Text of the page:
There is a calmness and beauty on much of this CD, typified by Saarelaht’s impressionistic solo introductions to three of the tracks, which testifies to the maturity and skill of all four musicians. Phil Sandford reviews Fiveways by the Jex Saarelaht Quartet
Fran Swinn is walking a metaphorical tightrope as she prepares to present her APRA-commissioned piece at this year’s Melbourne Jazz Fringe Festival. Inform integrates live jazz with live circus and is performed by Swinn’s quartet with special guest aerial artist and acrobat Rockie Stone.
A chain of association began when I first encountered the album’s title, which was some months before I found a copy of this album.
“That this is demonstrably a playful album does not imply that these musicians are not serious…”
“Aurora reflects [a] … wide variety of musical influences and Isaacs emerges with carefully crafted and distinctive compositions which provide a range of different moods and plenty of inspiration for the soloists.”
Joanne Kee may be a name that’s familiar to you; if you’ve been to a Sound Travellers gig of sound art, contemporary classical or jazz in the last three years, you’ve benefited from Joanne’s energy and commitment. Here at extempore, we’ve been very excited to hear that last year’s pilot program of Cockatoo Calling at …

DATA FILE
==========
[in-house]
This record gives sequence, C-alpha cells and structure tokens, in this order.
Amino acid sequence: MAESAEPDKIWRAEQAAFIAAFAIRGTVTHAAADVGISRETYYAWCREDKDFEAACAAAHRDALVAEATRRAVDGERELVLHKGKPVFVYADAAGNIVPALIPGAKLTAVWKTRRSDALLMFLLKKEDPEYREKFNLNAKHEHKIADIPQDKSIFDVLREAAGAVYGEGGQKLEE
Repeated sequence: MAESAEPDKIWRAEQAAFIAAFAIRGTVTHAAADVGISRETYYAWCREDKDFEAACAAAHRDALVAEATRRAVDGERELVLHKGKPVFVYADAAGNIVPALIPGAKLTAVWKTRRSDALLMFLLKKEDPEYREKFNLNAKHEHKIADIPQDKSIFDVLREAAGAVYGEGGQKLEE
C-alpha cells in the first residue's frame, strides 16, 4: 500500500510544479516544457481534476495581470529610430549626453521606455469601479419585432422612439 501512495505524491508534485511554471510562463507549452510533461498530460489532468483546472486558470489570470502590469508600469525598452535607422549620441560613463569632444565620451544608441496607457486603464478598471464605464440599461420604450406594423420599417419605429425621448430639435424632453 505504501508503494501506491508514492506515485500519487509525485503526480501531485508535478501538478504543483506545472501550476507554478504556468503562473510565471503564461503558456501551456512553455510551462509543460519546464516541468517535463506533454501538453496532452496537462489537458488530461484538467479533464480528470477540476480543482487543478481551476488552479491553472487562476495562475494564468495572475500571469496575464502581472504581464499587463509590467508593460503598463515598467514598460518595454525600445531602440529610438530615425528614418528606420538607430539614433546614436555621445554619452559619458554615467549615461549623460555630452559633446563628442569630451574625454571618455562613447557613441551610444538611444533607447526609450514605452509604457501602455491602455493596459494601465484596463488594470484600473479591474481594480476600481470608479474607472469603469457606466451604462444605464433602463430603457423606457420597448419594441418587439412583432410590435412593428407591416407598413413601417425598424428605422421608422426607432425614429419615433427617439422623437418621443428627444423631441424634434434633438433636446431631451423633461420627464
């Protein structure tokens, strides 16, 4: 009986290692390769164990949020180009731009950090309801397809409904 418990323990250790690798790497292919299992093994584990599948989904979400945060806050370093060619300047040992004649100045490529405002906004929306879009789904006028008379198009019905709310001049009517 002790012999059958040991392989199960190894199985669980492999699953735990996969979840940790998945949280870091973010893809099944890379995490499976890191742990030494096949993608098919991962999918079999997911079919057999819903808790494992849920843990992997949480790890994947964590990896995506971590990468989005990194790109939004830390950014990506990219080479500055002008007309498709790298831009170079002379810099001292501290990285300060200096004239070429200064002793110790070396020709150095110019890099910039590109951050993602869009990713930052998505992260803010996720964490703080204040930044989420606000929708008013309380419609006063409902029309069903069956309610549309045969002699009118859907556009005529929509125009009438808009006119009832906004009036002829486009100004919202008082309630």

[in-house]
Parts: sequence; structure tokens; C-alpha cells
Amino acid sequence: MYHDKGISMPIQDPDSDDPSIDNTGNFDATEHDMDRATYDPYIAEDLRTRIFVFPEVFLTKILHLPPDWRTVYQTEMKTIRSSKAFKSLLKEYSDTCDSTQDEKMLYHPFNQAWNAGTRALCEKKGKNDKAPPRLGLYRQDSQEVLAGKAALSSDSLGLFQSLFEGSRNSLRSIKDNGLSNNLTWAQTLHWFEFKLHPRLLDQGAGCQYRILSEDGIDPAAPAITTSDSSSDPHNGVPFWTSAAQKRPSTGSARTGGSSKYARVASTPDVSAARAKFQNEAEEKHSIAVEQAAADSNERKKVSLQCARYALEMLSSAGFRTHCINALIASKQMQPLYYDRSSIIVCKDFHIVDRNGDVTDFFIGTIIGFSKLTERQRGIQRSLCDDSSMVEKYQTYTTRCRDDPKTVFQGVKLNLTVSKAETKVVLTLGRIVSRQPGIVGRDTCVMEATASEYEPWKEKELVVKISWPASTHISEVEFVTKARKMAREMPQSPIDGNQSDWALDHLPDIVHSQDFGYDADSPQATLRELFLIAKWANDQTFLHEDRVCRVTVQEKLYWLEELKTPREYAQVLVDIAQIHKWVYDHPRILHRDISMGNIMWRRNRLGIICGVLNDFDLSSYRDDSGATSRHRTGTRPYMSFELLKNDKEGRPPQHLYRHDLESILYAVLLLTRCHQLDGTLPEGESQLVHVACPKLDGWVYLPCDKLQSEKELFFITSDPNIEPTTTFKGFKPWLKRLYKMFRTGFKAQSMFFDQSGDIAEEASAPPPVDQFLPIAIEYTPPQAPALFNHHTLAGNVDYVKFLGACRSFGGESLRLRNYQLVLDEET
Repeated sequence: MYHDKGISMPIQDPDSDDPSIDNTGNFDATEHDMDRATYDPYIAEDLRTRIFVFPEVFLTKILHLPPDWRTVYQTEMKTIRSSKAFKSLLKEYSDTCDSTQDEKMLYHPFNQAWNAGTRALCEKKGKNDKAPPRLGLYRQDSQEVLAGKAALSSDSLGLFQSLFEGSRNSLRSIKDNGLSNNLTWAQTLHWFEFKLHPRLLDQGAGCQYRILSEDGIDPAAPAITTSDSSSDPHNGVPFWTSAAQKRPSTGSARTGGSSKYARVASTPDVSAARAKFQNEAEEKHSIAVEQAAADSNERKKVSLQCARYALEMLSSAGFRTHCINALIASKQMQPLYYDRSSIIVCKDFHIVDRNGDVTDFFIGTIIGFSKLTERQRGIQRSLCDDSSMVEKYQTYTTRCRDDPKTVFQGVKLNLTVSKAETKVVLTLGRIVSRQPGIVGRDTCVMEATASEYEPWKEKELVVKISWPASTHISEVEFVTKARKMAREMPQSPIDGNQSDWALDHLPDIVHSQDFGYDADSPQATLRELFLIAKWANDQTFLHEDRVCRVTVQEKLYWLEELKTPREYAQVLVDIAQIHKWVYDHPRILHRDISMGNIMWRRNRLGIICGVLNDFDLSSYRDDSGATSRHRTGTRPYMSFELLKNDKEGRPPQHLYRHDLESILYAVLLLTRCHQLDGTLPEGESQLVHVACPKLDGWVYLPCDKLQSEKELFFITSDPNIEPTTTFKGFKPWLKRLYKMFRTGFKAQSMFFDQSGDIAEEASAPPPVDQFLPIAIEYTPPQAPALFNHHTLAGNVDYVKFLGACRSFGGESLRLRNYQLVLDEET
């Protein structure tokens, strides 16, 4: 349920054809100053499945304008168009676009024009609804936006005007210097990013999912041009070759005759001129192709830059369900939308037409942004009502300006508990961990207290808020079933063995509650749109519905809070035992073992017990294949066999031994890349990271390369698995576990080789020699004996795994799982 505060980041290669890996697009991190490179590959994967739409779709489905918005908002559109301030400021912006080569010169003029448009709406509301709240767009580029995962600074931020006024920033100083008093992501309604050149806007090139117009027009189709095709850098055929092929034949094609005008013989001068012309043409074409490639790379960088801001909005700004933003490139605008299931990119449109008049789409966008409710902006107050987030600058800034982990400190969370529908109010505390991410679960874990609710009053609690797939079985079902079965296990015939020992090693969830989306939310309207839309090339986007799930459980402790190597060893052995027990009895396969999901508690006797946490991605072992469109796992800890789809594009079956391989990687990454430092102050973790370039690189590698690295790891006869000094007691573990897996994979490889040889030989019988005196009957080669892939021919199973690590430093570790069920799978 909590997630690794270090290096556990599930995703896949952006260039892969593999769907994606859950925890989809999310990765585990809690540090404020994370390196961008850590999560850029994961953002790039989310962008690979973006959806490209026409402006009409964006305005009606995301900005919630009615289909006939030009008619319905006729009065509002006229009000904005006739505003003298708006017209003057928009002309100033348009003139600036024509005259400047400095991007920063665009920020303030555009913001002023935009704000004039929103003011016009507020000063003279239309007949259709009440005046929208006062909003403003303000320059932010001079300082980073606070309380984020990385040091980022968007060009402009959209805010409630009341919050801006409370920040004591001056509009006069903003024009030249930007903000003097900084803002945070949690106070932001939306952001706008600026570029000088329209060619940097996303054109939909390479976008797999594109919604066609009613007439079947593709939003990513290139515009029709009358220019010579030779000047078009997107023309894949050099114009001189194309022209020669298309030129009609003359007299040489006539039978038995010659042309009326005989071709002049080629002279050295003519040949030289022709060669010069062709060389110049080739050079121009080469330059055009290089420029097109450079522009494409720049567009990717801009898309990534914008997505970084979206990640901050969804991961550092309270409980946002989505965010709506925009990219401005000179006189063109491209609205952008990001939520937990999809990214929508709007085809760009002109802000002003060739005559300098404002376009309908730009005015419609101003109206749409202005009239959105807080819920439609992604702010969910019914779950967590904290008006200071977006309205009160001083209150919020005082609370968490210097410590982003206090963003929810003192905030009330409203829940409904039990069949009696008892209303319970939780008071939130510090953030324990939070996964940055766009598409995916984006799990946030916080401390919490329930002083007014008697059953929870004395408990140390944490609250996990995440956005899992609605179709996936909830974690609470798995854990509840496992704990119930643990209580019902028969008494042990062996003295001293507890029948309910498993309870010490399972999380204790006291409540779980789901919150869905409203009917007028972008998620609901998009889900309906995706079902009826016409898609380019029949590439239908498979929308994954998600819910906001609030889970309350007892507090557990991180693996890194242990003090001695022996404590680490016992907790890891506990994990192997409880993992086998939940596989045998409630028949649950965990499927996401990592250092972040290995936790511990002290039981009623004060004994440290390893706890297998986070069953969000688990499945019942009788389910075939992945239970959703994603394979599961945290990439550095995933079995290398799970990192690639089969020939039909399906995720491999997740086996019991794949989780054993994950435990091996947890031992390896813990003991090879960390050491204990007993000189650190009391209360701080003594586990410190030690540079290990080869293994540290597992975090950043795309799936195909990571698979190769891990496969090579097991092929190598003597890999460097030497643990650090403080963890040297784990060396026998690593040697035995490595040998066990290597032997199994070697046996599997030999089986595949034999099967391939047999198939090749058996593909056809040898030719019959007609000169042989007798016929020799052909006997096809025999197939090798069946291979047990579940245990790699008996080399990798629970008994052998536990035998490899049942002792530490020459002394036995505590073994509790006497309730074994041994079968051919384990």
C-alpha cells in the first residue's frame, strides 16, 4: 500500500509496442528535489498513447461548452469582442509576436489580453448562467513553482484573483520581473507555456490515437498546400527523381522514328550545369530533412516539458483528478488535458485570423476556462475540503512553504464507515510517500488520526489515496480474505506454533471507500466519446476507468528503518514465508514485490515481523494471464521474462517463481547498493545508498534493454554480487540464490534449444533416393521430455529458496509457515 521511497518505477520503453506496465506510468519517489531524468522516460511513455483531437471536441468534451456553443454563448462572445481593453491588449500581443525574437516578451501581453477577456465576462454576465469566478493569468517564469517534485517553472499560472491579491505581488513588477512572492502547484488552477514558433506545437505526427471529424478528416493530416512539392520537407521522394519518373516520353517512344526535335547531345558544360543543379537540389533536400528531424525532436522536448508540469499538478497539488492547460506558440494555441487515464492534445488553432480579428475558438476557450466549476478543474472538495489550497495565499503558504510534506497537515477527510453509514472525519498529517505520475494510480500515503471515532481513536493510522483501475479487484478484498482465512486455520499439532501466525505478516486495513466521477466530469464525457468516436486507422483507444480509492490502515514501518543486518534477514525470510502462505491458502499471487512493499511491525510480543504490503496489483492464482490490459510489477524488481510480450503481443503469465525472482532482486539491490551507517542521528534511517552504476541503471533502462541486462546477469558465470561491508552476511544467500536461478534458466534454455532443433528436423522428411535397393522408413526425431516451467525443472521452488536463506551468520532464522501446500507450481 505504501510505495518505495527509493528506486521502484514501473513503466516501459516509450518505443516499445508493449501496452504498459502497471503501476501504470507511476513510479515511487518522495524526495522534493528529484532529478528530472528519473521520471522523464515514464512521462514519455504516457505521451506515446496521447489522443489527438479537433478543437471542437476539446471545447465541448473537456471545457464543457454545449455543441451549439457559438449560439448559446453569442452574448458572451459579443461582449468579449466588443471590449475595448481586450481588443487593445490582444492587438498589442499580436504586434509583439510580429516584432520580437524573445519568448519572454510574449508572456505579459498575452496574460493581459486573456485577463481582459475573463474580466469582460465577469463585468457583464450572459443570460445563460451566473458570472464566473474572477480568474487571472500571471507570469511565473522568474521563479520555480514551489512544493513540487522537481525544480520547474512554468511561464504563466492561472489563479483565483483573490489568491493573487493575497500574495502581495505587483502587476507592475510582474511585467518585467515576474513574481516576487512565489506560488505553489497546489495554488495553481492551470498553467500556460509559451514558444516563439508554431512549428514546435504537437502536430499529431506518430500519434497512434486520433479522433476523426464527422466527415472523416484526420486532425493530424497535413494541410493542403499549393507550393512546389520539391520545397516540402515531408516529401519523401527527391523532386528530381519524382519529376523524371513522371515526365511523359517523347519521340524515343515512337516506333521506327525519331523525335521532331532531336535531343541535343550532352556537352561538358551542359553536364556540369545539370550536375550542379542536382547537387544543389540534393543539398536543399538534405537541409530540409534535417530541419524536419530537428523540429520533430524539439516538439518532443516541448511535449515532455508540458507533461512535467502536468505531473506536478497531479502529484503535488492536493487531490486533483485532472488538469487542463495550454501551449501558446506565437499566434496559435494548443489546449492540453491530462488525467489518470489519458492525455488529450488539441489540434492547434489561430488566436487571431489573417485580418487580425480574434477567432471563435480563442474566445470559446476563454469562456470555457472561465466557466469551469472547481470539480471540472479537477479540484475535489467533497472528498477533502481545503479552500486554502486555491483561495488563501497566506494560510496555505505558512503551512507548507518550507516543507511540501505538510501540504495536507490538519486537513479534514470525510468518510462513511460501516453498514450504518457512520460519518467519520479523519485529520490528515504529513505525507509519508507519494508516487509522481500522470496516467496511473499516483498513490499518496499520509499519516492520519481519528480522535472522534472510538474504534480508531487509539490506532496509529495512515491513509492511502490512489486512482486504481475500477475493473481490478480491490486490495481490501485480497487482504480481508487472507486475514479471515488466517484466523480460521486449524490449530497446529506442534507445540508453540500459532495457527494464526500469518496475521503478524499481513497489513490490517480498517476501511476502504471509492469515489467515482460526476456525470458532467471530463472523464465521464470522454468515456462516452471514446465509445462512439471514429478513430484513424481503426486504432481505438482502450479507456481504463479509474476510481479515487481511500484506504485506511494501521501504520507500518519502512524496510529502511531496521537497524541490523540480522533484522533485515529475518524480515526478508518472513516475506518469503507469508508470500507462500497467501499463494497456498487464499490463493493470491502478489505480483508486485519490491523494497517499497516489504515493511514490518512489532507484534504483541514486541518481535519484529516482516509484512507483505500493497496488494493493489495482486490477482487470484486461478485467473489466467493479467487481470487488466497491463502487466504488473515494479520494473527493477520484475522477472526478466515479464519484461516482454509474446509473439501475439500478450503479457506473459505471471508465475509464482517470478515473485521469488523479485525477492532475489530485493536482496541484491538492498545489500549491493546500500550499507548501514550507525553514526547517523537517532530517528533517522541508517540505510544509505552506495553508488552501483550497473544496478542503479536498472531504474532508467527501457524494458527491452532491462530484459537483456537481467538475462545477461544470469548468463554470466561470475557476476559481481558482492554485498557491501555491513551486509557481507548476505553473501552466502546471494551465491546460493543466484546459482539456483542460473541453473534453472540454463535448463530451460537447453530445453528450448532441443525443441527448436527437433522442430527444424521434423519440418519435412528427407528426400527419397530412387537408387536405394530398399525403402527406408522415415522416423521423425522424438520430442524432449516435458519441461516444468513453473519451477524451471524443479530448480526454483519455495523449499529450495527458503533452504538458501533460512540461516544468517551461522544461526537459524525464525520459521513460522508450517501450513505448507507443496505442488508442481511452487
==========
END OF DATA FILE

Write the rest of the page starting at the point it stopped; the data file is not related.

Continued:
You Tunes Tim Rollinson Trio (Rufus Records RF092) Review by Des Cowley Guitarist Tim Rollinson’s eclectic career trajectory to date has tended to obscure his name from the front ranks of contemporary Australian jazz artists. He’s probably most familiar to listeners via his work with DIG (Directions in Groove), an acid jazz band he co-founded …
Collected Works bookshop in the Nicholas Building in Swanston Street in Melbourne was the venue for our first jazz poetry reading this year. The bookshop is a haven and a natural choice for the event; we’d begun to realise that many of the jazz-loving writers and poets we’d encountered during the journal’s life could be …
“While a handful of works are more or less invaluable to Ellington studies, none has come as close as a serious work of cultural history than Harvey Cohen’s splendid new book. I hesitate to call it a biography, though it is that. It goes beyond biography, however, in its portrayal of crucial episodes in the development of the American music industry, of American race relations, and the place of jazz in American culture.”
I liked what I heard, I liked it a lot, bought a CD after the gig and ended up chatting with the horn and flute players. That’s how I met Bohjass… Andrew Lindsay reviews the new release by Bohjass – Christ 3 Buddha Nothing